This week I got a little bit done on the plane flights to and from the Game Developer Conference. I added an alternate control scheme for notebook computers since I happened to be working on a notebook computer and they don't have numeric keypads. I opted for a numpad-style configuration of keys that are marked on my notebook as an alternate numpad: 7, 8, 9, U, I, O, J, K, L. I looked up the notebook control scheme in Unangband and it uses a VI-style scheme, where the NSEW movement is on J, K, L, H, and the diagonals are on keys hanging off of H: Y, U, B, N. I don't like this scheme as well because, while it's more comfortable for vertical and horizontal movement, it's definitely less comfortable for diagonal movement, and diagonal movement is critical in my game.
I've made the alternate scheme available simultaneously with the primary scheme (as opposed to having a configuration option) since I don't use a lot of keys yet. The game keeps track of which one you're using and adjusts the status-line help prompts to refer to those keys.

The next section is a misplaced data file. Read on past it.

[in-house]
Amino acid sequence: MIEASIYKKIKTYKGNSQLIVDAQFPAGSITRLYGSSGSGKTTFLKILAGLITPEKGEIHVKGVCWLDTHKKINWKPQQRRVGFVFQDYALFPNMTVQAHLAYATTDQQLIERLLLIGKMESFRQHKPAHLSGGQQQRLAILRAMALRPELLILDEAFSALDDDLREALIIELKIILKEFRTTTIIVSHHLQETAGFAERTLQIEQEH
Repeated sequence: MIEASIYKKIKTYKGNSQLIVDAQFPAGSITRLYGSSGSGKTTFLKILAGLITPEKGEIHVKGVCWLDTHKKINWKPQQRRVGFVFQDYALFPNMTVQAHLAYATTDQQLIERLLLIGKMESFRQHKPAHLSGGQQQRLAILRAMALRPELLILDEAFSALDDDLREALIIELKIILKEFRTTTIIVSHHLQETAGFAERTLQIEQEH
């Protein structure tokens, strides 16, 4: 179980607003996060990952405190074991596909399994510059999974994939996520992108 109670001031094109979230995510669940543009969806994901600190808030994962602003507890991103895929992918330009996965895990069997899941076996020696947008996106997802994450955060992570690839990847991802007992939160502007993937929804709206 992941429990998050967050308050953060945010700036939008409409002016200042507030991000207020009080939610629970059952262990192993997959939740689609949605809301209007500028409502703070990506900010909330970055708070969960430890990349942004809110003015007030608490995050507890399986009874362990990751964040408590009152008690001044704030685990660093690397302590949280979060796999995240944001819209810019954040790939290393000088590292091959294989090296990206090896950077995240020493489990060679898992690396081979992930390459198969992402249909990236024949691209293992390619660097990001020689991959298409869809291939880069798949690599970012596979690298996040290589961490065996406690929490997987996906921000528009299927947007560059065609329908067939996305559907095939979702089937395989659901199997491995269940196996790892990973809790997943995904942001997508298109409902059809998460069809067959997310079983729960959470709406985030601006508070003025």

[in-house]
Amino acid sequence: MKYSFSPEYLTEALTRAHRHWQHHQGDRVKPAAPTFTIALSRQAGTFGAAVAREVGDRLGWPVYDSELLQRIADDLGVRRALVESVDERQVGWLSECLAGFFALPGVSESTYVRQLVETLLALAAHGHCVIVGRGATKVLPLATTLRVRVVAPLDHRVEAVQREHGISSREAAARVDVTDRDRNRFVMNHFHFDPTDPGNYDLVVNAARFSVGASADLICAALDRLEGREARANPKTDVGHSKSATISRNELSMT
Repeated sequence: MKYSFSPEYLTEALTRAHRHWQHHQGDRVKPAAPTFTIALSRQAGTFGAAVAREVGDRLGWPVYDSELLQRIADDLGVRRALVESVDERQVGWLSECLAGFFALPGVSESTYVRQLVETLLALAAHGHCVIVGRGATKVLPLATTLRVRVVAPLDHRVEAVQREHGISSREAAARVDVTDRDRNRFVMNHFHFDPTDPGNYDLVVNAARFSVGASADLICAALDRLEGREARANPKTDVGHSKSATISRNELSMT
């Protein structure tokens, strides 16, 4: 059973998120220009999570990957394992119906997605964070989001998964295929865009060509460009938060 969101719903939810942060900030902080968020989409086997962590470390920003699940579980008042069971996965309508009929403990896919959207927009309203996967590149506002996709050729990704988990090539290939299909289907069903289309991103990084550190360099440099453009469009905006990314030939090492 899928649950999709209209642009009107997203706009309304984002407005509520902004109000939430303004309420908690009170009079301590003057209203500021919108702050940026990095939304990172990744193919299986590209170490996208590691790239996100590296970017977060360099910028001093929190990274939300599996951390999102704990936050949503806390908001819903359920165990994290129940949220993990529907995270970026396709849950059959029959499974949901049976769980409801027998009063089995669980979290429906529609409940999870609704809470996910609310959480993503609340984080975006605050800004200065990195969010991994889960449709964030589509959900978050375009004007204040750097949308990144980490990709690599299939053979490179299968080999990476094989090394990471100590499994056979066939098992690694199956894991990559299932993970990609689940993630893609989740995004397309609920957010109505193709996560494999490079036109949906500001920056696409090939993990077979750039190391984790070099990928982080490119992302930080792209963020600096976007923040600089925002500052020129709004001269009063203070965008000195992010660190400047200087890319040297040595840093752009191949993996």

I also made wall sliding a bit more conservative, so it would stop when you hit a usable object such as a door.
The big thing I've been experimenting with, though, is guard senses. I've been trying adding motion to the mix, so that if you move you are more visible than when you're still. After experimentation I think it may be a bad idea. For one, it exacerbates the general problem with stealth-based games, in that your movement is restricted and you have to sit still and wait (something that turns a lot of people off to the genre). However, the bigger problem is that, if you are moving and a guard is about to spot you, often times sitting still will only plant you in the path of the guard, to be discovered in a few turns when he draws near. If you are about to be spotted you need the freedom of movement to get out of the way.